Broad Street Runners: What to Do Before Sunday If You Have Shin Splints
I heard from few readers earlier this week who are worried about running Sunday’s Blue Cross Broad Street Run because of some lingering shin split pain from their months of hard training. So I wondered: Is there anything they can do at this point, just four days (!!) out from the race, to help them get to the finish line in one happy, strong, pain-free piece?
Good news: Yes, there is.
I talked with Rothman Institute sports medicine surgeon Donald Mazur about the ins-and-outs of shin splints (what the heck are they, anyway?) and how to deal with them with a race just a few days away. His sage advice is below.
What are shin splints, exactly? Are they dangerous?
They’re a common problem in athletes, especially runners. Medically speaking, shin splints are officially called medial tibial stress syndrome. In the old days, doctors thought they were just caused by irritation of the covering of the shin bone. Now most people are thinking the pain comes from multiple problems: irritation of the membrane that covers the shin bone, muscle imbalances from the foot to the core, foot strike, the biomechanics of your feet, ankles and legs. The surface you train on also plays a role. So there’s a lot involved.
Running is nothing more than a series of jumps. When you run, the impact of the force coming up your ankles and foot is many times your body weight. A lot of that shock gets absorbed by muscle, so if it’s not absorbed properly you will have shin splits. This is why shin splints is called the Too Much Too Soon Syndrome: People ramp up their training too fast and their bodies aren’t adapting quickly enough.
Is it safe to run if you’re experiencing shin splints?
While it is generally safe to run on shin splints, the pain won’t go away until you stop doing whatever activity is causing them. My biggest concern is to always make sure the pain is actually from shin splints and not a stress fracture. Bone is constantly building itself up and breaking itself down. If you stress it too much, the build up can’t keep up with the breakdown so on the microscopic level your bone starts to pull apart. Doctors will look for the swelling of the bone. The problem is that it can become a bigger fracture if you don’t deal with it properly.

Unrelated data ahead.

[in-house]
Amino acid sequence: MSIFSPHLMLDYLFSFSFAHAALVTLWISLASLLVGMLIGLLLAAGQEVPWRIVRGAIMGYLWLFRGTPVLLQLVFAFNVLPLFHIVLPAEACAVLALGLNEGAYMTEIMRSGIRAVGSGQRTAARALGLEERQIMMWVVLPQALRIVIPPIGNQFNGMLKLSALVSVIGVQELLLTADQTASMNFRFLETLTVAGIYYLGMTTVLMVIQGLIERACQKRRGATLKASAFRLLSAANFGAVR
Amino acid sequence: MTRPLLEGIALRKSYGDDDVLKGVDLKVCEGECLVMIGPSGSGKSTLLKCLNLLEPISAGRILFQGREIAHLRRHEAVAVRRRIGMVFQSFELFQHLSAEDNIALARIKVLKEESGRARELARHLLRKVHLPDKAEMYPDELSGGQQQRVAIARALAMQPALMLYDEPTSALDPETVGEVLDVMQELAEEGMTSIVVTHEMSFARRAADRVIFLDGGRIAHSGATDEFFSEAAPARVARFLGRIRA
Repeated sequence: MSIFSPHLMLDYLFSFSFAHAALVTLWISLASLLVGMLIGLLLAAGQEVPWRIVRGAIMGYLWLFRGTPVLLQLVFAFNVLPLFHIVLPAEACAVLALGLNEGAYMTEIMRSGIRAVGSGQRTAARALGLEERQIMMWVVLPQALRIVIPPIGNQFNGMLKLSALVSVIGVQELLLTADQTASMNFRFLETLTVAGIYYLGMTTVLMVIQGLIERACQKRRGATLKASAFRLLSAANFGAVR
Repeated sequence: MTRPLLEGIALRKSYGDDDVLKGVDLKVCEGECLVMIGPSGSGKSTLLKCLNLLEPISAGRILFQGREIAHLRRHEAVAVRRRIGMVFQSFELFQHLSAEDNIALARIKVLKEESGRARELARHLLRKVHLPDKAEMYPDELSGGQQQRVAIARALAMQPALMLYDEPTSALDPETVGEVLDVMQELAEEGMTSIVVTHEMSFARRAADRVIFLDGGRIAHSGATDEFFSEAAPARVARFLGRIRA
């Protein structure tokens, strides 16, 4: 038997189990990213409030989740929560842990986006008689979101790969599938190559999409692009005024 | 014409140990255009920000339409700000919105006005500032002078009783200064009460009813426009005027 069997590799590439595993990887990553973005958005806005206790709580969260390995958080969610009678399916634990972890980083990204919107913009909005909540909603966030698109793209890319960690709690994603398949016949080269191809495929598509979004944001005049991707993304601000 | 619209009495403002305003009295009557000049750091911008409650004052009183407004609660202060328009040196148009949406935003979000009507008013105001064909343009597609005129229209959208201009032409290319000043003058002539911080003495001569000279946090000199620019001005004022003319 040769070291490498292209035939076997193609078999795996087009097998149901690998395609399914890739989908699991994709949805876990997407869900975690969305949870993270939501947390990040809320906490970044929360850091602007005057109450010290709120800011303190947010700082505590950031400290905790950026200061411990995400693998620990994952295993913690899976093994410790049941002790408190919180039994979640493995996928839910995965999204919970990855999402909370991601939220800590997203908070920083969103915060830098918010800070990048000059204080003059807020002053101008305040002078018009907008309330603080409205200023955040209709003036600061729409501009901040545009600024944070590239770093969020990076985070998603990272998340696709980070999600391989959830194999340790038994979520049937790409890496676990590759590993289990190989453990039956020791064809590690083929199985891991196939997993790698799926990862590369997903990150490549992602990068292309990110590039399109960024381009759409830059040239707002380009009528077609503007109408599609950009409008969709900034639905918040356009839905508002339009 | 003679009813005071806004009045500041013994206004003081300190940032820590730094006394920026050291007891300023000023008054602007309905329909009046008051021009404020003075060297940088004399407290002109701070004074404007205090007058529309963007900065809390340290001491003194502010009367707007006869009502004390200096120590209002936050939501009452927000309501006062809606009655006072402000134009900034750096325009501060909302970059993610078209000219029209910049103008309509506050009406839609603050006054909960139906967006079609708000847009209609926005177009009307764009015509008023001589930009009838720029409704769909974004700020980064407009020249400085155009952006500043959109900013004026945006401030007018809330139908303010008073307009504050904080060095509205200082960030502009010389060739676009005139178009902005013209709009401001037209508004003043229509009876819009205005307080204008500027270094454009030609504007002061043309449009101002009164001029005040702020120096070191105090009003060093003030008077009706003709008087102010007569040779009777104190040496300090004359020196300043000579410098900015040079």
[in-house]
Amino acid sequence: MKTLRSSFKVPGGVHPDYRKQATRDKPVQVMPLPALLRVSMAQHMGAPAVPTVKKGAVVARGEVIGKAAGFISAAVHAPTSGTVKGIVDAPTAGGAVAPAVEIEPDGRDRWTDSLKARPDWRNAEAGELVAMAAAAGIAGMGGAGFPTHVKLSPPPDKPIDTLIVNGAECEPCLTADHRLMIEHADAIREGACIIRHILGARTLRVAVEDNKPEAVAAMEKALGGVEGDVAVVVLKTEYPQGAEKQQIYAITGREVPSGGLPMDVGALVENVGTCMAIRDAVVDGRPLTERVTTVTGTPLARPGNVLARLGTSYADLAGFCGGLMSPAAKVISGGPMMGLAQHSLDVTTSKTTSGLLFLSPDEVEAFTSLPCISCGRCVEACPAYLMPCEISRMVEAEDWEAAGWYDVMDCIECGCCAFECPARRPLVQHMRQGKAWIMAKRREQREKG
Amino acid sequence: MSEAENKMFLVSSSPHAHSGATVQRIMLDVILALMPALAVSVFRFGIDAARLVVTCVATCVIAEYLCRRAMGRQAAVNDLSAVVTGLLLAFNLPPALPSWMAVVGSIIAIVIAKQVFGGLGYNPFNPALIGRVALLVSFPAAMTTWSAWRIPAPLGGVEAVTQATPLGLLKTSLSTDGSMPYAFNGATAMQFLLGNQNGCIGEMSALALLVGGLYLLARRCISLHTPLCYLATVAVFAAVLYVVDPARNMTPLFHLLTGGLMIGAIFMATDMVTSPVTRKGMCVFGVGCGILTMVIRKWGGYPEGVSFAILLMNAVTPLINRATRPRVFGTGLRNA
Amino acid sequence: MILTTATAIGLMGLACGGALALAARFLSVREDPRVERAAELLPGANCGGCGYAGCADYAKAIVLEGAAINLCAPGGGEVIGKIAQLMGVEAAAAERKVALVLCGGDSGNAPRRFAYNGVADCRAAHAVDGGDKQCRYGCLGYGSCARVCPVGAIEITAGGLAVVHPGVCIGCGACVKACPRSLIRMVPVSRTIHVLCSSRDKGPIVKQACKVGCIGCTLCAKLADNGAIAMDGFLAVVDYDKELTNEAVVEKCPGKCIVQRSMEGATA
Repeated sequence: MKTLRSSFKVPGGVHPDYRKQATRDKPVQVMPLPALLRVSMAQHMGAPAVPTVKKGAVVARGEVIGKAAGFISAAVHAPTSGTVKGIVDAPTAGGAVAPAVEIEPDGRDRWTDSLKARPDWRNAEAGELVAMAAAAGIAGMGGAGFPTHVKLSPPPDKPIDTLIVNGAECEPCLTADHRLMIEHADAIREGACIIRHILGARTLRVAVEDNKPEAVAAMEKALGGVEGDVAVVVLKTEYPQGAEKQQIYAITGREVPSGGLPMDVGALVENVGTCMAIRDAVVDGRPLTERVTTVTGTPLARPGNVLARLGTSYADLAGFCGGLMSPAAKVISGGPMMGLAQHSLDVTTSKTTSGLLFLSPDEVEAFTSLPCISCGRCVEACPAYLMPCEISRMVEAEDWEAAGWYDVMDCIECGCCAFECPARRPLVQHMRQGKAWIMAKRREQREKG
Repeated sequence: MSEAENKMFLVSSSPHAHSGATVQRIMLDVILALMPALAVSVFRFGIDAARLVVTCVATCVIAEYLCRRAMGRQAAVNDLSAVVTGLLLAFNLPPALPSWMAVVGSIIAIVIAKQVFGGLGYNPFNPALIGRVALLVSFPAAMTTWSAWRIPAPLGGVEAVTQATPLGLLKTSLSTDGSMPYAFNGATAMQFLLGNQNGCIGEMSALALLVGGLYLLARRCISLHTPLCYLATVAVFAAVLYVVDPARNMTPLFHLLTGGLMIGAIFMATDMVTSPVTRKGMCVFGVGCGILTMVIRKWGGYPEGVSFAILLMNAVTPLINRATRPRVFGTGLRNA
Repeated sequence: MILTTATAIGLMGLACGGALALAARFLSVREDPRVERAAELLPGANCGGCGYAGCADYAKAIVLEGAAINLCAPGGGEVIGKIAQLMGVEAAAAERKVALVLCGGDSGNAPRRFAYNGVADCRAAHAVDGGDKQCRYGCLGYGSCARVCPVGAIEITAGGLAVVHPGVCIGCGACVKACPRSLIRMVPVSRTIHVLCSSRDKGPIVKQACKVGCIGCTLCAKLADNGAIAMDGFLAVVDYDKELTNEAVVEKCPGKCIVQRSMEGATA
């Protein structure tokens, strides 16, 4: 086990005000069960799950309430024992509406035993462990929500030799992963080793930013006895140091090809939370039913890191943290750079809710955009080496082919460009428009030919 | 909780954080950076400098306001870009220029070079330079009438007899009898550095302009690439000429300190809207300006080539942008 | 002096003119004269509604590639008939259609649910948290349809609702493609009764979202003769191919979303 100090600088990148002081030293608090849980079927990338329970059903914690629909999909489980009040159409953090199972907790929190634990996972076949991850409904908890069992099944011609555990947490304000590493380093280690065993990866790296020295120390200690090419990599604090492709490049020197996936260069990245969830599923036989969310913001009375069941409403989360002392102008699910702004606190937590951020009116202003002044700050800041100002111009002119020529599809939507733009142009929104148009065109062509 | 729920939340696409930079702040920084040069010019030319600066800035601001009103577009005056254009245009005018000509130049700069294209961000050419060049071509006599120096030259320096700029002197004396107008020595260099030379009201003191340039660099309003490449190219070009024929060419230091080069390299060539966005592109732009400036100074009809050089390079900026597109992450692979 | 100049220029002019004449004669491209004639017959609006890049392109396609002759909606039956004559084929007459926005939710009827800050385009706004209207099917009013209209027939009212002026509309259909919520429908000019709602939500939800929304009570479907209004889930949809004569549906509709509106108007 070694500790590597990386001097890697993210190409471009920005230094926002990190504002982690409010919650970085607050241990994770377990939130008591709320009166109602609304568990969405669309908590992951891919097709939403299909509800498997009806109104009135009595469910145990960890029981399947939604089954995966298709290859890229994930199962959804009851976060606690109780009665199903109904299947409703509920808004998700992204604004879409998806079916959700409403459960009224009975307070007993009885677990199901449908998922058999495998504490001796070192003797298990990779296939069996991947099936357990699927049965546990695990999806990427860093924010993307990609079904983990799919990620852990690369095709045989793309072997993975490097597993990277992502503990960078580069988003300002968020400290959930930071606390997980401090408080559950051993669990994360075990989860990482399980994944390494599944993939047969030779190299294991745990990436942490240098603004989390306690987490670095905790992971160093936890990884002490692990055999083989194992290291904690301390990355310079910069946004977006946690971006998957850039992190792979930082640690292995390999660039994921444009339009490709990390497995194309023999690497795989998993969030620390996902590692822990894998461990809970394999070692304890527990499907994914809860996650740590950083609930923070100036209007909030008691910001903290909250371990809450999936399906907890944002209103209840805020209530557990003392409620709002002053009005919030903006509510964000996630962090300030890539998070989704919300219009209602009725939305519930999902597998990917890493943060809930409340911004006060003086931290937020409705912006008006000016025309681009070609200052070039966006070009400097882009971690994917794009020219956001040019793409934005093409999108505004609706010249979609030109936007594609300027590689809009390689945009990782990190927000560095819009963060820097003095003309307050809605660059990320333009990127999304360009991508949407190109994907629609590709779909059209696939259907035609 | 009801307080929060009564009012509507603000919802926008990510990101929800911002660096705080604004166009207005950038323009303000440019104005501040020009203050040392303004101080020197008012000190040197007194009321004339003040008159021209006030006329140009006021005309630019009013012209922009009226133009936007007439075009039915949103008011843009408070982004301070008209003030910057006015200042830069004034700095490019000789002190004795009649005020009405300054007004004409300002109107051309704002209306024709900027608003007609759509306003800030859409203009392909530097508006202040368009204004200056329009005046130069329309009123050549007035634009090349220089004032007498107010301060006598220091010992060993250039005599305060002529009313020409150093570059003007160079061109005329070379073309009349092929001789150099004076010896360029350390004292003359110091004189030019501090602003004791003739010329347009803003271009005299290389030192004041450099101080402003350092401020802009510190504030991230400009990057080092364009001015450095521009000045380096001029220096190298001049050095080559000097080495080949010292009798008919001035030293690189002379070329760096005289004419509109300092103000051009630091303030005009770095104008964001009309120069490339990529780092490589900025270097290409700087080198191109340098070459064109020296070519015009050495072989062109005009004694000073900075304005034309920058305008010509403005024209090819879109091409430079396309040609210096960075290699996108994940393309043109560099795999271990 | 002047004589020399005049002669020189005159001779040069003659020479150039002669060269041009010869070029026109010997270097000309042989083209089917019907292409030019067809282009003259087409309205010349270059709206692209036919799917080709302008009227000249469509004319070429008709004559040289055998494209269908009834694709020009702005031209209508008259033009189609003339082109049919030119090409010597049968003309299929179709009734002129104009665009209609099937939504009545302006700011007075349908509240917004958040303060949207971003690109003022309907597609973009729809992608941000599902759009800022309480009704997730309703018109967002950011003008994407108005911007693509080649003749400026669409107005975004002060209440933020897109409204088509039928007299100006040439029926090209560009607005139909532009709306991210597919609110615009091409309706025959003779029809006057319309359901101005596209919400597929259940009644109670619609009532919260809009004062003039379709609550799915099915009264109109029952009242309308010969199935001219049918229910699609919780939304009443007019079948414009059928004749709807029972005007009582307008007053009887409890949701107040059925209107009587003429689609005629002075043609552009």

How can a person differentiate between shin splints and a stress fracture?
If you tap or press on the front of the shin and the pain is in a specific spot, or if you experience discomfort around knee, you should see a doctor—you could have a stress fracture. Another way to tell: Pain from stress fractures won’t subside when you stop running, but pain from shin splints goes away once you stop. You won’t feel shin-splint pain when you do other activities, like walking or climbing stairs.
If I determine that I have shin splints, is there anything to be done about them between now and Sunday, for Broad Street?
Rest is obviously the best solution, but here are some other strategies:
1. Ice massage. Fill Dixie cup halfway with water, freeze it, then use it as a piece of ice to run up and down your tibia.
2. Take anti inflammatories. This will help any inflamed areas to subside. Ibuprofen or aspirin are good options. Tylenol is not an anti-inflammatory medication.
4. Compression socks. While there isn’t great science on the effectiveness of compression socks, I have patients that swear by them. The thinking is that if you support the muscle around the bone, it’ll be less inflamed and will be able to work more efficiently. (Editor’s note: I would caution you against wearing compressions socks for the very first time at a big race. If you want to try this for Broad Street, consider doing a light run today or tomorrow while wearing compression socks to see how you feel. Most runners don’t advocate wearing something brand new on race day.)
What should you do after Broad Street to help your shin splints heal?
If you’ve had them for awhile, they won’t go away until you take some time off. I would recommend a period of rest and a gradual return to running, along with stretching, strengthening, and range of motion exercises. If your shins are tender, rest until the tenderness goes away. For most people that’s really a week or two. If the pain doesn’t got away, you should see a doctor.
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